And this idea that a magic compromise is just waiting out there on these issues should be particularly untenable in the wake of Carhart II. The only thing that can be said for the idiotic “partial birth” bans is that, because the don’t even arguably protect fetal life, they force people like Kennedy to fully reveal the fundamentally sexist underpinnings of the movement to regulate abortion; without the anachronistic assumptions about women’s inferior decision-making capacities the legislation has no rational justification at all. Debates about abortion aren’t just about abortion, but involve very deep divisions about the role of women in society and the desirability of regulating female sexuality, and these irreconcilable differences structure debates about not only abortion but all reproductive issues. To think that we can make them go away is dreaming in Technicolor.

Don’t Look At Us, We Didn’t Do It!

[ 0 ] July 30, 2007 |

This gets it right in re: GOP attempts to pretend, now that he’s become indefensible, that the rot in the executive branch begins and ends with Alberto Gonzales:

Presumably, the idea here is that we’re supposed to believe that Republicans are shocked, shocked to find out that there’s perjury happening in this attorney-general’s office. Just as the fact that George W. Bush is a horrible president is supposed to be no reflection on conservatism, we, too, are supposed to believe that the fact that the Republican Party, with the complete and utter backing of every significant conservative institution in the country, fought tooth and nail, day after day, week after week, month after month to ensure that there was absolutely no oversight of the executive branch whatsoever is just totally unrelated to Gonzalez’ unraveling.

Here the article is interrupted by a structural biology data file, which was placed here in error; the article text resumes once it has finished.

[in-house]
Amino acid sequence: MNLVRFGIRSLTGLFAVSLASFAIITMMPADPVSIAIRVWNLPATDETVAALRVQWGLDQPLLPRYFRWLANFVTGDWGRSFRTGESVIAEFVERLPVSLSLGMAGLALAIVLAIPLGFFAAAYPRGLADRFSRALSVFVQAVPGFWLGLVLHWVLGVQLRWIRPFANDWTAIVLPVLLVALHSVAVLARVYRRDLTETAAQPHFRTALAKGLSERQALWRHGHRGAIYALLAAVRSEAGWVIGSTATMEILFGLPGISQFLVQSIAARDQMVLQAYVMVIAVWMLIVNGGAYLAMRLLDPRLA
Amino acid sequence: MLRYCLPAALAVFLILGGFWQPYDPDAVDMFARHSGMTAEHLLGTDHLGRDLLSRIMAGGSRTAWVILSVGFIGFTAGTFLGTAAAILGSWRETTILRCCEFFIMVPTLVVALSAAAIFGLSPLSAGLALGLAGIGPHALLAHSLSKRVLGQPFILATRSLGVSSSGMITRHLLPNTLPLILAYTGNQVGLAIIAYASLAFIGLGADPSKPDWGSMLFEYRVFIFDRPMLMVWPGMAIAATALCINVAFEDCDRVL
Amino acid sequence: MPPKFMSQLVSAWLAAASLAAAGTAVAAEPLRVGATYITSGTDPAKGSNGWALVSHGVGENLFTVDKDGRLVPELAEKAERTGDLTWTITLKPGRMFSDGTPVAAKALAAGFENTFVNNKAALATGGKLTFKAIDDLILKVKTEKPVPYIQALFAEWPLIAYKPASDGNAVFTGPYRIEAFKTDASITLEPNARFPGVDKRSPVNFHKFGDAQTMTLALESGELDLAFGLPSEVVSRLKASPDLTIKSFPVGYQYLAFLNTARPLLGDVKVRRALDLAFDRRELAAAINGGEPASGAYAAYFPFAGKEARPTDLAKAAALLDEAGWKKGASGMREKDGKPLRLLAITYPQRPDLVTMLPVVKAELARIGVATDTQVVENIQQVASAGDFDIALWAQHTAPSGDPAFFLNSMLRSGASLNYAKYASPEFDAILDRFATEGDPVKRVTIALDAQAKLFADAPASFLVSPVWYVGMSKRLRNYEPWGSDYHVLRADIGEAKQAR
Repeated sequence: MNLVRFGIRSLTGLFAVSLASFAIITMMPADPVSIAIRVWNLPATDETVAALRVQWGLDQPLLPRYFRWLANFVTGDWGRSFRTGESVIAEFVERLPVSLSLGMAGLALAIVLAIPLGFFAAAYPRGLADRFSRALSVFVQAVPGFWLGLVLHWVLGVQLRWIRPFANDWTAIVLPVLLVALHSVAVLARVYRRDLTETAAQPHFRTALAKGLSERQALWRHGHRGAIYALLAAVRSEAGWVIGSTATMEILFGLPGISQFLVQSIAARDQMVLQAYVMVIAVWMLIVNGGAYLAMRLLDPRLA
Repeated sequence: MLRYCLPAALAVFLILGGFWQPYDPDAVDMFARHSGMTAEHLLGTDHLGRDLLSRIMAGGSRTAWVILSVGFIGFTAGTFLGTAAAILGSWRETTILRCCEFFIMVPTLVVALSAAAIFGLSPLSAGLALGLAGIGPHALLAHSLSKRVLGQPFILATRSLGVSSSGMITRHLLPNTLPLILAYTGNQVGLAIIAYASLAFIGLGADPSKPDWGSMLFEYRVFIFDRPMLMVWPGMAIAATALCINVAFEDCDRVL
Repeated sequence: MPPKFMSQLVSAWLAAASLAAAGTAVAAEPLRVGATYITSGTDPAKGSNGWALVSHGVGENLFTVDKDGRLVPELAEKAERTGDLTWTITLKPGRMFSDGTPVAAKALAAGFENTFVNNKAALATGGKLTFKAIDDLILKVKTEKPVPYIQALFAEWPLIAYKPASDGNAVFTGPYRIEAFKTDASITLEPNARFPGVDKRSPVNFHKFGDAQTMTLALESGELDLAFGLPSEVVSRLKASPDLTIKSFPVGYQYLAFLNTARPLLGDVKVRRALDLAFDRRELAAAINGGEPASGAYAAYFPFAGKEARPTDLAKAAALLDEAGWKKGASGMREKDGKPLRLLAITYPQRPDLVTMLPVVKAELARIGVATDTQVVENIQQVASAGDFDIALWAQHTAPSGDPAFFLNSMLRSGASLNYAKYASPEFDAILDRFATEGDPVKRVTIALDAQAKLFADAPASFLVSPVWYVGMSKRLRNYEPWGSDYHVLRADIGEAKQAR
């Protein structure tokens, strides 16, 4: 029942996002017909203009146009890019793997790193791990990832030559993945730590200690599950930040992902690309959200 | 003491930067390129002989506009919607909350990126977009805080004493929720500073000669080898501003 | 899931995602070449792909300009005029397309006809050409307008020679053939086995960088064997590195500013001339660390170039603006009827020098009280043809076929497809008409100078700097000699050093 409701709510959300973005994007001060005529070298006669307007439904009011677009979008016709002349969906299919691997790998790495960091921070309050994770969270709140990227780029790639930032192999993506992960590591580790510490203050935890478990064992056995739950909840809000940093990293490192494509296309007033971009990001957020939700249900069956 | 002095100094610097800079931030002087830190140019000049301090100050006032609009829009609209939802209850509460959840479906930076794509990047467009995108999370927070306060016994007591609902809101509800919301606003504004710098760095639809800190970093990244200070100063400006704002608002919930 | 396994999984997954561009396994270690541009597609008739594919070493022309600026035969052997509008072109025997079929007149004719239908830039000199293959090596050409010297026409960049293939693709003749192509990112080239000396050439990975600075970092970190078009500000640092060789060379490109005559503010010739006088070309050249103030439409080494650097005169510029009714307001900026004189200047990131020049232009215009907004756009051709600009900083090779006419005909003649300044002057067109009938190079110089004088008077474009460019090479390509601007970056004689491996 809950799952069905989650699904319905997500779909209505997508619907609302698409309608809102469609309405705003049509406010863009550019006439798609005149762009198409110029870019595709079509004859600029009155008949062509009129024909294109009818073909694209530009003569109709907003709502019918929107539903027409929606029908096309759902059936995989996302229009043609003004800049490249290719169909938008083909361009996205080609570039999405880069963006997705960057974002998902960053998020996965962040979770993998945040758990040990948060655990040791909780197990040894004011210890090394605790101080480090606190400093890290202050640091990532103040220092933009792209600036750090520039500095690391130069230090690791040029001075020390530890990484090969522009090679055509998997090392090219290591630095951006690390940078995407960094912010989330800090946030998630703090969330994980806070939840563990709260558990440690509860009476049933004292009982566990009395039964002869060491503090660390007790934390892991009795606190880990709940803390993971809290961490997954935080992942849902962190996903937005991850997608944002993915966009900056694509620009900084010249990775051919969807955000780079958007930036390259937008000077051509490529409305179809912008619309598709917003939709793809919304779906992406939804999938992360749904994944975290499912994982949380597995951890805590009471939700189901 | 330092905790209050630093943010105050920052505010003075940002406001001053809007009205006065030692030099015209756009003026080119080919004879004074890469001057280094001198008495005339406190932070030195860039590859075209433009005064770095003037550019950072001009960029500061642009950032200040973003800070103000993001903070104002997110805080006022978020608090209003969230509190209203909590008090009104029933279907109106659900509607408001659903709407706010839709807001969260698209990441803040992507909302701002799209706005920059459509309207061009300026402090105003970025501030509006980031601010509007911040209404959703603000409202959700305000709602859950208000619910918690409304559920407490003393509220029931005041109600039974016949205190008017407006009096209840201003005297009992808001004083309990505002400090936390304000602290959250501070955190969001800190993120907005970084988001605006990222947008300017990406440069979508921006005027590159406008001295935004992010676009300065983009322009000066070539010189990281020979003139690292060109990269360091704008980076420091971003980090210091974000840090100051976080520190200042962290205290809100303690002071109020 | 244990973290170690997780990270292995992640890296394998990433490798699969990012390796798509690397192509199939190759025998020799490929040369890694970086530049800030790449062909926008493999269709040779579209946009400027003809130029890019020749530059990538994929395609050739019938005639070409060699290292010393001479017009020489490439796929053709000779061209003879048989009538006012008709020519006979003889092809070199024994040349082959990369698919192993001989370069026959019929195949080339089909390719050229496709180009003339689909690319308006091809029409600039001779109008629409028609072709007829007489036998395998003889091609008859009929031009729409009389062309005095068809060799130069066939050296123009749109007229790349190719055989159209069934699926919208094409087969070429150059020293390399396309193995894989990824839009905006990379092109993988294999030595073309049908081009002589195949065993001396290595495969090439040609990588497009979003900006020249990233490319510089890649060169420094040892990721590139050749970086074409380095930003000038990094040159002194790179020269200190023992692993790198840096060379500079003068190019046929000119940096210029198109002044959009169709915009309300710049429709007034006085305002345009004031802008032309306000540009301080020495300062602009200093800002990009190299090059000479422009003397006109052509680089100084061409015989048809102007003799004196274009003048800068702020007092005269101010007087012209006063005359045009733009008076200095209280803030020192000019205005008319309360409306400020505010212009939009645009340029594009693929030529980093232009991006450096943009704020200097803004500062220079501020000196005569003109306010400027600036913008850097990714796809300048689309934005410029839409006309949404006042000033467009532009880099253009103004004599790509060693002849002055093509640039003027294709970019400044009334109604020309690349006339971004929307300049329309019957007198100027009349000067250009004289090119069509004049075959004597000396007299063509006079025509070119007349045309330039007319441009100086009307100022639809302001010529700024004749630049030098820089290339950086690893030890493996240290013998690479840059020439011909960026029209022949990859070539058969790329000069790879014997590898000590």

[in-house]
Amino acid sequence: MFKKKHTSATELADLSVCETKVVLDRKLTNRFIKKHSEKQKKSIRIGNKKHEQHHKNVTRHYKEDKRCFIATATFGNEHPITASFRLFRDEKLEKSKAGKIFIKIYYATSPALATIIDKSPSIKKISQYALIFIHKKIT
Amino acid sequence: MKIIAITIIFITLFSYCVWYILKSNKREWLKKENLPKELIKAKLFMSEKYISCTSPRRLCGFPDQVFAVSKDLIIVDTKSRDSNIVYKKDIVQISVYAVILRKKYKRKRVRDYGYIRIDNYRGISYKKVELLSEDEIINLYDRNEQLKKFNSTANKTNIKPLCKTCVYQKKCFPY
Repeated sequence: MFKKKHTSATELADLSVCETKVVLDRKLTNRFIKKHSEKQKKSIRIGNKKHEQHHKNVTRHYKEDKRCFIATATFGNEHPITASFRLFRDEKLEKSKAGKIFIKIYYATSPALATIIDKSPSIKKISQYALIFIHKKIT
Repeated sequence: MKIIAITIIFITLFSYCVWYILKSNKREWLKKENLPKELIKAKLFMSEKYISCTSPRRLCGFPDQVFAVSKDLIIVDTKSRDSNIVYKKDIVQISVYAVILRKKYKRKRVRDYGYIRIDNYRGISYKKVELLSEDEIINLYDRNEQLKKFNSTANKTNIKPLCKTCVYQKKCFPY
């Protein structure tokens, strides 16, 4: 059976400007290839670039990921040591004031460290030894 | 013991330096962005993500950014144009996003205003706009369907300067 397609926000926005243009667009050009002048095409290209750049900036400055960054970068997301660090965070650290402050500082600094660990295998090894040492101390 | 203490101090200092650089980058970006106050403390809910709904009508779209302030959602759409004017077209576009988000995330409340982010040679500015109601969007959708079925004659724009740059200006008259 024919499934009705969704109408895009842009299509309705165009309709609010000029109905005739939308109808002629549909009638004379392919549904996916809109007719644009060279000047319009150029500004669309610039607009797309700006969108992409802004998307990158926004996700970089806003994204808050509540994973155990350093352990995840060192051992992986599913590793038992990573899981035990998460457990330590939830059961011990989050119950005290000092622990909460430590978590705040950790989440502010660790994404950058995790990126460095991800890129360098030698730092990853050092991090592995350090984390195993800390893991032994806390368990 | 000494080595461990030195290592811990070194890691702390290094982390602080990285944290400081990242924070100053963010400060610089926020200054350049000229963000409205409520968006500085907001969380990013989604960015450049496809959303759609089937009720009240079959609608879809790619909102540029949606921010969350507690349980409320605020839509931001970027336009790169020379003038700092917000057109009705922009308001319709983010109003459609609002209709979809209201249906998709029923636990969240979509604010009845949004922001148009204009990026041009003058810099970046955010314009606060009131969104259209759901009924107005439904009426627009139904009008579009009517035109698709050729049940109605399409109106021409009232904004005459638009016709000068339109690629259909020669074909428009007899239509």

Another classic recent example of this comes from Roger L. “Everything changed for me on September 11. I used to consider myself a Democrat, but thanks to 9/11, I’m outraged by Chappaquiddick” Simon. How do Yoosta-Bees square the Bush administration’s alleged commitment to democracy, whiskey and sexy (well, there are some pretty serious problems with that last one too) with its decision to sell $20 billion worth of arms to the most repressive and illberal autocracy in the region? Easy: Blame the whole thing exclusively on Condi Rice! Does Simon seriously think that major middle eastern foreign policy can go ahead without, at an absolute minimum, the approval of Cheney and Bush? What’s scary is that Simon’s writing betrays so little knowledge of how government works that he may well believe that. The New Media at work!

When The Obvious Needs Restating

[ 0 ] July 30, 2007 |

Oh, and to add to what Matt says here one interesting thing about the panel is that Rosen immediately conceded that while the quality of legal craftsmanship may be normatively important it has no impact on the public’s perception of the courts. This is empirically demonstrable — see Terri Peretti, for example — and it’s also common sense. Given that almost nobody without a professional obligation to do so reads judicial opinions, it’s highly implausible to claim there will be a public backlash to the courts if their reasoning isn’t good enough.

It’s also worth noting that while the public supports the ruling upholding the idiotic “partial birth” legislation, it supports it by less of a margin that it supports the legislation in the first instance, which is precisely the opposite of what the backlash theory would predict.